We got in his air-conditioned truck and drove a few hundred feet over gravel from his house to his stables. “I do this as a hobby. The love that I have for bullfighting, that’s what made me go overseas and do this kind of thing. It takes a special breed. These are Lusitano,” he said, pointing to one of his horses. “This is a breed in Portugal.” They are smart horses, the best breed for bullfighting, and Martins has five.

During the bullfight, the bullfighter changes horses several times. Different horses fight differently. “This horse dances a juke in front of the bull,” he said, pointing to a gray Lusitano. He then pointed to a white one. “This one kneels in front of the bull.”

Martins occasionally looked to his 14-year old son, George Martins Jr., to translate a word from Portuguese.

“Me, I would like to see him someday become a bullfighter,” said Martins, who came to the United States when he was 10. “My kids were all born here. I don’t know if they want to get involved.”

In Thornton, after the cavaleiro fought the bull, a group of eight men entered the ring—members of the Turlock Suicide Squad, known as forcados. While the bullfighter’s assistants lured the bull to a corner of the bullring, the men lined up behind the man in front. Then the lead man put on a green hat.

“Bull! Bull! Bull!” he yelled.

The bull turned and charged. The bull’s momentum quickly collapsed the men together until the eight men had wrapped around the bull, wrestling him to a standstill.

Both Sousa and Martins are former captains of the Turlock Suicide Squad. I asked Sousa to explain how they subdued a bull. “The bull picks up the front guy and goes in the air,” he said. “When the bull drops his head, there’s separation. When the bull senses separation, he’ll throw the guy.”

The second man’s job is to bring the first man back on, closing the separation. The third and fourth forcados take the bull’s horns, one on the left and one on the right. They raise the bull’s head up, holding the horn to their chest. A bull has enough strength in its neck to roll over a pickup truck. If the neck lowers, the bull could toss all eight men, but if the bull’s head is high, all the bull can do is push.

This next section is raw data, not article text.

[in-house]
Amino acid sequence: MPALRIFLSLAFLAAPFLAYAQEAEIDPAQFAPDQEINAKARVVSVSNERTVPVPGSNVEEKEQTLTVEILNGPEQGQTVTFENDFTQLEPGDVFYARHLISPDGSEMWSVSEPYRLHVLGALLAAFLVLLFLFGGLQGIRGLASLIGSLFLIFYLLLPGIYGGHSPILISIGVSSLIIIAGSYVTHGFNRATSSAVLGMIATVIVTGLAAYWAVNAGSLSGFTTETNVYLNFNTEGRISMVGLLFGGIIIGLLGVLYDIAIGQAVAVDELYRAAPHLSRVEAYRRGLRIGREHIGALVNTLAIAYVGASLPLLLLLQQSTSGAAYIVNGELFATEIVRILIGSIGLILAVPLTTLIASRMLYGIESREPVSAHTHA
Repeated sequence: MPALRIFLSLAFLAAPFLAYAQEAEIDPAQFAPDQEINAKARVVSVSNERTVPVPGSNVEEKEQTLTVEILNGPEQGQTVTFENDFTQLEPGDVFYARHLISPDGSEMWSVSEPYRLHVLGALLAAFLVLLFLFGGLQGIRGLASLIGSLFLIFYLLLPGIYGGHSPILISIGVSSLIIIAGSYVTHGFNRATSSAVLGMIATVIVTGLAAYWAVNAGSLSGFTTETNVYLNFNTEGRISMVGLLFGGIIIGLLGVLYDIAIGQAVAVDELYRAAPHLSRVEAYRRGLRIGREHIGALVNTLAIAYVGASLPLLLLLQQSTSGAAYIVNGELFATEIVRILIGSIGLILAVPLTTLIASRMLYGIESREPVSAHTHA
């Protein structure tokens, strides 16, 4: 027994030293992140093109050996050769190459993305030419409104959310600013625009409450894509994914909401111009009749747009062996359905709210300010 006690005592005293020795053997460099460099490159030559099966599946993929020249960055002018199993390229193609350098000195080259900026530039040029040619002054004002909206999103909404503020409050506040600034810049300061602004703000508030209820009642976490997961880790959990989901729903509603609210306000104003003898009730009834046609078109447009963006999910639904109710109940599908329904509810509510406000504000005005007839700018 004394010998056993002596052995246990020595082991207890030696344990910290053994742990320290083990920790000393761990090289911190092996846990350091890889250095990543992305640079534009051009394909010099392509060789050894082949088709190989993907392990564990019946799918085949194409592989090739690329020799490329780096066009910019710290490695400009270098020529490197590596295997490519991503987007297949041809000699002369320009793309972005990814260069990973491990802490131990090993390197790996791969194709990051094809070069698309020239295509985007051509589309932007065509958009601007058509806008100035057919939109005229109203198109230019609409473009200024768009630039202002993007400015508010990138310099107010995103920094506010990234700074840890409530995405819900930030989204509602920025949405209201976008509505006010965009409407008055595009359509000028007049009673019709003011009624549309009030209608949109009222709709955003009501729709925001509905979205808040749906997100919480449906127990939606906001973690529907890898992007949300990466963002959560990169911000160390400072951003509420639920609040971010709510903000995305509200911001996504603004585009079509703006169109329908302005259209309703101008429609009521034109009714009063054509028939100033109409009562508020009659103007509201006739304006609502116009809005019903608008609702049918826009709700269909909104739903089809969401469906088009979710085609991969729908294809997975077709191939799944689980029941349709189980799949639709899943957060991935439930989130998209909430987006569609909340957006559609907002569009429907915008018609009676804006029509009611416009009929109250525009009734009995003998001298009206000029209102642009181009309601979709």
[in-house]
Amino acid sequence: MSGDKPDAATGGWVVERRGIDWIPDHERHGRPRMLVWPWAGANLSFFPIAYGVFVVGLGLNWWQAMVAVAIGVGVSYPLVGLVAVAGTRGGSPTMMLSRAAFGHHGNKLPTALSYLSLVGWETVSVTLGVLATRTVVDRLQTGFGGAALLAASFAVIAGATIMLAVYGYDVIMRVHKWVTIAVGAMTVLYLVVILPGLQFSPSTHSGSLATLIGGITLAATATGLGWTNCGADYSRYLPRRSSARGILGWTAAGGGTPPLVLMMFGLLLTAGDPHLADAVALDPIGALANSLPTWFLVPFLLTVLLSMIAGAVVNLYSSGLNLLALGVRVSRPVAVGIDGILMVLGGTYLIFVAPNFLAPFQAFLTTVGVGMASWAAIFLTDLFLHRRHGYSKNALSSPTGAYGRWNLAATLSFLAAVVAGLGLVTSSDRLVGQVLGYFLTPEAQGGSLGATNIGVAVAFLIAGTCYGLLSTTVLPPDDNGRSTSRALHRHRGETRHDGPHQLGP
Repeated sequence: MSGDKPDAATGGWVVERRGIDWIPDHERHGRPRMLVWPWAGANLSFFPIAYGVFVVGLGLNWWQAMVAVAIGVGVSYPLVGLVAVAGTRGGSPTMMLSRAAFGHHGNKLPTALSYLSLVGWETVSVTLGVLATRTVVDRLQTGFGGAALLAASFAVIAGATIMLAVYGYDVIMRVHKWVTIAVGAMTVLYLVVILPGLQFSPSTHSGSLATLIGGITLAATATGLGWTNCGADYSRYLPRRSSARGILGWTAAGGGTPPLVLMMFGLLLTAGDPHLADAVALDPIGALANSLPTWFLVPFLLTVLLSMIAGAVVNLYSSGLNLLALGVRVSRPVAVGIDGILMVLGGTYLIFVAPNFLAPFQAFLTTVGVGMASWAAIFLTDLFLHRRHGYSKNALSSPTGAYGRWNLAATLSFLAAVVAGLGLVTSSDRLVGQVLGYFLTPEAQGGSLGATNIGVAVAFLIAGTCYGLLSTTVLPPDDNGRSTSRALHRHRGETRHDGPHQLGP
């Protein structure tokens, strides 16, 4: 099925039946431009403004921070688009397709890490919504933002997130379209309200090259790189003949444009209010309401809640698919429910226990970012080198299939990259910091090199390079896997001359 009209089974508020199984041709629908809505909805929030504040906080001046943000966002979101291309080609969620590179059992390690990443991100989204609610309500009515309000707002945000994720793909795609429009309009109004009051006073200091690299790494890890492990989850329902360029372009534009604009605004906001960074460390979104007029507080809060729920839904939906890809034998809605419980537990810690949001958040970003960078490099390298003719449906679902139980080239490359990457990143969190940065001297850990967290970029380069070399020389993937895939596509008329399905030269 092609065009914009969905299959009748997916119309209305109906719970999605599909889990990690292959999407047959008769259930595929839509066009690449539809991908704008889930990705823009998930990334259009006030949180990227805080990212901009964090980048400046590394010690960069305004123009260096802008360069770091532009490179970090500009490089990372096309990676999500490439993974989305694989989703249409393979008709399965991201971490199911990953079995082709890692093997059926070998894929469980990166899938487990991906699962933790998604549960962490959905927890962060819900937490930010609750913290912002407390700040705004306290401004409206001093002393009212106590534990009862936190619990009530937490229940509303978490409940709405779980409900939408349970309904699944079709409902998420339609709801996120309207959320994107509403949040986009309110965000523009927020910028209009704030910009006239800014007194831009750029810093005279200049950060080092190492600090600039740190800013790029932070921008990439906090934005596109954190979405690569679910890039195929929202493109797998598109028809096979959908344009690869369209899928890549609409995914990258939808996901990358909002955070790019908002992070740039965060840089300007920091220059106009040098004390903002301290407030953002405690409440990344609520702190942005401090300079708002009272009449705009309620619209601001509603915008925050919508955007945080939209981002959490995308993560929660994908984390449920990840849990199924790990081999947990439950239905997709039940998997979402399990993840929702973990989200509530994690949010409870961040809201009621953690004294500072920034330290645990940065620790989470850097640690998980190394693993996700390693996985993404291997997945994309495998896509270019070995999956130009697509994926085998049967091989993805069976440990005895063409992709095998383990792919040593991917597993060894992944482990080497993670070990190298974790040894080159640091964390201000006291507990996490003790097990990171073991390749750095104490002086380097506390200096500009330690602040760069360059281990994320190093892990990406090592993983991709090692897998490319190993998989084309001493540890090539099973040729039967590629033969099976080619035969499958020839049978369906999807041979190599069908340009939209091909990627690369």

The fifth man grabs the bull’s tail and guides the bull in the direction of the rest of the team, helping to break the bull’s stride and thus reducing its power. The sixth, seventh and eighth guys fill in any gaps. They also cover the bull’s eyes so the bull can’t see any daylight. The forcados make sure they’re all OK, they do a three count and then they release—except the tail guy, who surfs the bull’s tail until the others get away. Then he lets go, too.

“He walks away, suavely,” said Sousa.

During the bullfight, the forcados’ team captain watches the bull carefully so that he can set up his team for a successful grab. “Setting up the bull, to me, was 80 percent of the grab already—if you know how to study the bull the way it goes after the horse and the way it goes into the cape,” Martins said. I mentioned to him that the forcados at the event I saw didn’t grab the bull every time. “When the bull goes in without being grabbed, the bull won,” he said. “A lot of the guys these days, they’ll get dressed to go out to a bullfight, and if they grab, it’s fine. If they don’t grab, that’s fine. That’s not the tradition.”

Martins is president of this year’s Festa of Our Lady of Miracles, the biggest Portuguese festa in the United States. It concludes with a bullfight on Monday, September 13. He encouraged me to attend.

“I’m bringing three professional bullfighters from Portugal,” Martins said, including Ana Maria Batista, the best female bullfighter in Portugal. A 44-person band will play.

“If you come to that one, you’d better come early,” he said. “Going to [the bullfight in Thornton] and going to this one, you’re going to see a big difference. You’re going to see some of the very best.”

Festa dos Milagres (“Festa of Our Lady of Miracles”) runs from September 3 to September 13. The bullfight, which concludes the festa, takes place September 13 at 8 p.m. in Gustine. Admission is $20. Take Highway 99 south. In Merced, take Highway 140 west to Hunt Road, right to Bella Vista Plaza. Arrive early for parking and tickets. For more information, contact George Martins at (209) 668-2495.